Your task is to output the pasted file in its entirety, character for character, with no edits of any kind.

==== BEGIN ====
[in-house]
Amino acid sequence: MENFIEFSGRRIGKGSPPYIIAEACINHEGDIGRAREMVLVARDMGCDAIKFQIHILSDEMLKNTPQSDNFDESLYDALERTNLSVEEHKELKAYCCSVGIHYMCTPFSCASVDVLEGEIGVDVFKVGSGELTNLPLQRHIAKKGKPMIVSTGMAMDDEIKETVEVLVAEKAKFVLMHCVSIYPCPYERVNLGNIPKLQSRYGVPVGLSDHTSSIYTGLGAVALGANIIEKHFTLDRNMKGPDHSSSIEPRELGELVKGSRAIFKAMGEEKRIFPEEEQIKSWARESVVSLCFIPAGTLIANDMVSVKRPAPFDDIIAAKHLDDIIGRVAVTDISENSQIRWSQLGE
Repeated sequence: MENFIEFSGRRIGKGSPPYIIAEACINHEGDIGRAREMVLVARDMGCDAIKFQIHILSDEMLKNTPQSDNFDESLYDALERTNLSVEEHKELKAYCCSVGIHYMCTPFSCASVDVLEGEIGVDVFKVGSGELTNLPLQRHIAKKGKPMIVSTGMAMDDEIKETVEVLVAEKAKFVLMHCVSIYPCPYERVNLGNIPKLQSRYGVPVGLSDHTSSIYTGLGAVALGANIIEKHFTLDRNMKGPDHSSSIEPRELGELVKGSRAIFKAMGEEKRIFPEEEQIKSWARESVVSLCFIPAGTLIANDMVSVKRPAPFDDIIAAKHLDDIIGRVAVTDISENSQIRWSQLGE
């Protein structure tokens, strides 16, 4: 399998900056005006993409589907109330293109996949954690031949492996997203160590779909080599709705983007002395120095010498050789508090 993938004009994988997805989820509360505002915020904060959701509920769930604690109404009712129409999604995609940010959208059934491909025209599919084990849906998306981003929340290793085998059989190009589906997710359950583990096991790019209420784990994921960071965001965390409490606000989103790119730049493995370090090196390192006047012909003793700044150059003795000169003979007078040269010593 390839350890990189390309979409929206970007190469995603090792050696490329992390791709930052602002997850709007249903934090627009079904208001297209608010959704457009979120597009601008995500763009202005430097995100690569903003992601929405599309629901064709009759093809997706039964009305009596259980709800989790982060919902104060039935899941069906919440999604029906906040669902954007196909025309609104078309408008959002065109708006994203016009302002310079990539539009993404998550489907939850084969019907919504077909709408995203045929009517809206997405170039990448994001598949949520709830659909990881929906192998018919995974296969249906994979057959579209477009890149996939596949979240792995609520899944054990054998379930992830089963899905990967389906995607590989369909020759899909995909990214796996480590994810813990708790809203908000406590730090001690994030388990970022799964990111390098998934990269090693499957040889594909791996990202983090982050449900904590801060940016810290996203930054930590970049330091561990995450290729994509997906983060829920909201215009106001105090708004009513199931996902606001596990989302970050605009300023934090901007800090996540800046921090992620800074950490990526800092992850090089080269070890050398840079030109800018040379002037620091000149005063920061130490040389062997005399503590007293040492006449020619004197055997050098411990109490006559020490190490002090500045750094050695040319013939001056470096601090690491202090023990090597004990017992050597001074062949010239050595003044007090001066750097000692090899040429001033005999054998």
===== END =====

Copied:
[in-house]
Amino acid sequence: MENFIEFSGRRIGKGSPPYIIAEACINHEGDIGRAREMVLVARDMGCDAIKFQIHILSDEMLKNTPQSDNFDESLYDALERTNLSVEEHKELKAYCCSVGIHYMCTPFSCASVDVLEGEIGVDVFKVGSGELTNLPLQRHIAKKGKPMIVSTGMAMDDEIKETVEVLVAEKAKFVLMHCVSIYPCPYERVNLGNIPKLQSRYGVPVGLSDHTSSIYTGLGAVALGANIIEKHFTLDRNMKGPDHSSSIEPRELGELVKGSRAIFKAMGEEKRIFPEEEQIKSWARESVVSLCFIPAGTLIANDMVSVKRPAPFDDIIAAKHLDDIIGRVAVTDISENSQIRWSQLGE
Repeated sequence: MENFIEFSGRRIGKGSPPYIIAEACINHEGDIGRAREMVLVARDMGCDAIKFQIHILSDEMLKNTPQSDNFDESLYDALERTNLSVEEHKELKAYCCSVGIHYMCTPFSCASVDVLEGEIGVDVFKVGSGELTNLPLQRHIAKKGKPMIVSTGMAMDDEIKETVEVLVAEKAKFVLMHCVSIYPCPYERVNLGNIPKLQSRYGVPVGLSDHTSSIYTGLGAVALGANIIEKHFTLDRNMKGPDHSSSIEPRELGELVKGSRAIFKAMGEEKRIFPEEEQIKSWARESVVSLCFIPAGTLIANDMVSVKRPAPFDDIIAAKHLDDIIGRVAVTDISENSQIRWSQLGE
């Protein structure tokens, strides 16, 4: 399998900056005006993409589907109330293109996949954690031949492996997203160590779909080599709705983007002395120095010498050789508090 993938004009994988997805989820509360505002915020904060959701509920769930604690109404009712129409999604995609940010959208059934491909025209599919084990849906998306981003929340290793085998059989190009589906997710359950583990096991790019209420784990994921960071965001965390409490606000989103790119730049493995370090090196390192006047012909003793700044150059003795000169003979007078040269010593 390839350890990189390309979409929206970007190469995603090792050696490329992390791709930052602002997850709007249903934090627009079904208001297209608010959704457009979120597009601008995500763009202005430097995100690569903003992601929405599309629901064709009759093809997706039964009305009596259980709800989790982060919902104060039935899941069906919440999604029906906040669902954007196909025309609104078309408008959002065109708006994203016009302002310079990539539009993404998550489907939850084969019907919504077909709408995203045929009517809206997405170039990448994001598949949520709830659909990881929906192998018919995974296969249906994979057959579209477009890149996939596949979240792995609520899944054990054998379930992830089963899905990967389906995607590989369909020759899909995909990214796996480590994810813990708790809203908000406590730090001690994030388990970022799964990111390098998934990269090693499957040889594909791996990202983090982050449900904590801060940016810290996203930054930590970049330091561990995450290729994509997906983060829920909201215009106001105090708004009513199931996902606001596990989302970050605009300023934090901007800090996540800046921090992620800074950490990526800092992850090089080269070890050398840079030109800018040379002037620091000149005063920061130490040389062997005399503590007293040492006449020619004197055997050098411990109490006559020490190490002090500045750094050695040319013939001056470096601090690491202090023990090597004990017992050597001074062949010239050595003044007090001066750097000692090899040429001033005999054998």